As an increasing number of high-profile artists head to court to fight what they see as exploitative recording contracts, a clutch of veteran rockers from the ’70s and ’80s have banded together to circumvent the industry altogether and market directly to their fans on the Net.
The group, which includes John Cafferty, Glenn Hughes and Joe Lynn Turner from Deep Purple as well as Loverboy’s Mike Reno, recently bowed Rockforever.com, an online record label, merchandise e-tailer and tour promoter to generate new revenues from their stash of past hits.
The site, which has distribution pacts with music netcos Liquid Audio and MP3.com, will offer re-recorded versions of the artists’ tracks, done both live and in the studio. Currently, Rockforever has roughly 50 live tunes on offer, either streamed on MP3 or via download on Liquid.
Record companies typically retain ownership — and full royalty rights, until artists pay back their advances — of the master recordings from songs done under label contract. But the song’s author is free to re-record the tracks — and play them live — without running afoul of the label’s rights.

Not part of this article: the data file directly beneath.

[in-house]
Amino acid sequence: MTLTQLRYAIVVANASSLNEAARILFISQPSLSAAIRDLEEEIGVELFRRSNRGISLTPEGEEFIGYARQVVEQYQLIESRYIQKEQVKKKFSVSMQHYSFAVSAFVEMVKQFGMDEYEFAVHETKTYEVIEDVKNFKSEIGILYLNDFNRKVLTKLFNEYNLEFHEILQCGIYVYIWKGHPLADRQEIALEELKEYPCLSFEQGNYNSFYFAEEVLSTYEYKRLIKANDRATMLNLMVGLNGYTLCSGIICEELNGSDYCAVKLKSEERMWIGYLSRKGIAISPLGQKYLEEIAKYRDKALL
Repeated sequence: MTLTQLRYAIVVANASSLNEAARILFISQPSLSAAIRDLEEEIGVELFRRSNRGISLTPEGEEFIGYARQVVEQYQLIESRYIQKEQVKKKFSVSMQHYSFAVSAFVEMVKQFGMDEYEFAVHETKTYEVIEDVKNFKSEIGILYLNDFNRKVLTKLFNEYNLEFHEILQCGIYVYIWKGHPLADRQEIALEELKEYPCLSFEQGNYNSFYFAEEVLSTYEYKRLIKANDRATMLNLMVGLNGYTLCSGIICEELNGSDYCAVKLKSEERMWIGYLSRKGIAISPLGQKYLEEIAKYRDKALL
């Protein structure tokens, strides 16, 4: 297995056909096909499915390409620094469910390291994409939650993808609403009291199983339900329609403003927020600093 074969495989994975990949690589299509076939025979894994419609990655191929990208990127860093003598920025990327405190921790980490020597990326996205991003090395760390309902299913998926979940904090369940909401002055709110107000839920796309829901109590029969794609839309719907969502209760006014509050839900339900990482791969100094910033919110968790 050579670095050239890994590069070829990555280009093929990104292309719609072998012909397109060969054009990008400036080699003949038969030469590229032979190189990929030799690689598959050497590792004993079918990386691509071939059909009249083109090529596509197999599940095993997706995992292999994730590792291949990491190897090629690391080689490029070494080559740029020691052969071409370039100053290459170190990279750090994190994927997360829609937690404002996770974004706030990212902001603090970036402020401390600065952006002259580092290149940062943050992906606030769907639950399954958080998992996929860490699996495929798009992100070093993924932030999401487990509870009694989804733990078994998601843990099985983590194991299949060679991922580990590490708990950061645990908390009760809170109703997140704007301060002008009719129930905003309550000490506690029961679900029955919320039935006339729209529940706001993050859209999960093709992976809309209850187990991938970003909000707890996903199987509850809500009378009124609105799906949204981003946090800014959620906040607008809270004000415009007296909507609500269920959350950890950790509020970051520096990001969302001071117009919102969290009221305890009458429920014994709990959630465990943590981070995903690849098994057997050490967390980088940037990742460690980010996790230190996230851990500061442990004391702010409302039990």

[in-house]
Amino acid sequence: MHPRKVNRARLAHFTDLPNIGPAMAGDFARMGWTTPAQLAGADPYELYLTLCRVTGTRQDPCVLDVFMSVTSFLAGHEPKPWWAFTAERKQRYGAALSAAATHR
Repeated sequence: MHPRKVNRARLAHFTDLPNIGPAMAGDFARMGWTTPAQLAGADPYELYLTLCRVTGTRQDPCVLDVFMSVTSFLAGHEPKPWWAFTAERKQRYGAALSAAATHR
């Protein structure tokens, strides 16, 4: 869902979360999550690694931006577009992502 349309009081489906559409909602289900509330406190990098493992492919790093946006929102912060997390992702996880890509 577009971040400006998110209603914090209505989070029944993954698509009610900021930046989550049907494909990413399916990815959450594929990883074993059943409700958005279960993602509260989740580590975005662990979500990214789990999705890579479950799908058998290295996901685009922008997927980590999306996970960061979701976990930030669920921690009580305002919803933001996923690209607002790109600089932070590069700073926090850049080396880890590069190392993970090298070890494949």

That means artists who have fallen out of vogue, but have a catalog of past hits, can exploit their celebrity long after the label has elected to drop their contracts, said Rockforever chief exec Charlie Schmitt.
“If you look at the record company philosophy, it’s the diametric opposite of traditional brand marketing,” Schmitt said. “They build a brand, but the first time the brand falters, what do you do? You fire the band — but there’s still a whole lot of equity available in there.”
Artists in the group, who according to Schmitt have 66 top-40 singles and 24 platinum records among them, also plan to play between 60 and 80 live dates per year, and have inked deals to tape a cable TV special and appear at Universal Studios Orlando in a series of “unplugged” concerts.
CEO Schmitt is undaunted by the tough operating environment for Internet businesses in recent months — especially those involved in music. Noting that the company received seed funding in the low six figures from Long Island investment firm Pulver Equities, he said the key is to keep a keen eye on the overhead.
“My philosophy has always been to build the business off of existing revenues,” he said. “We will start lean and grow it from there.”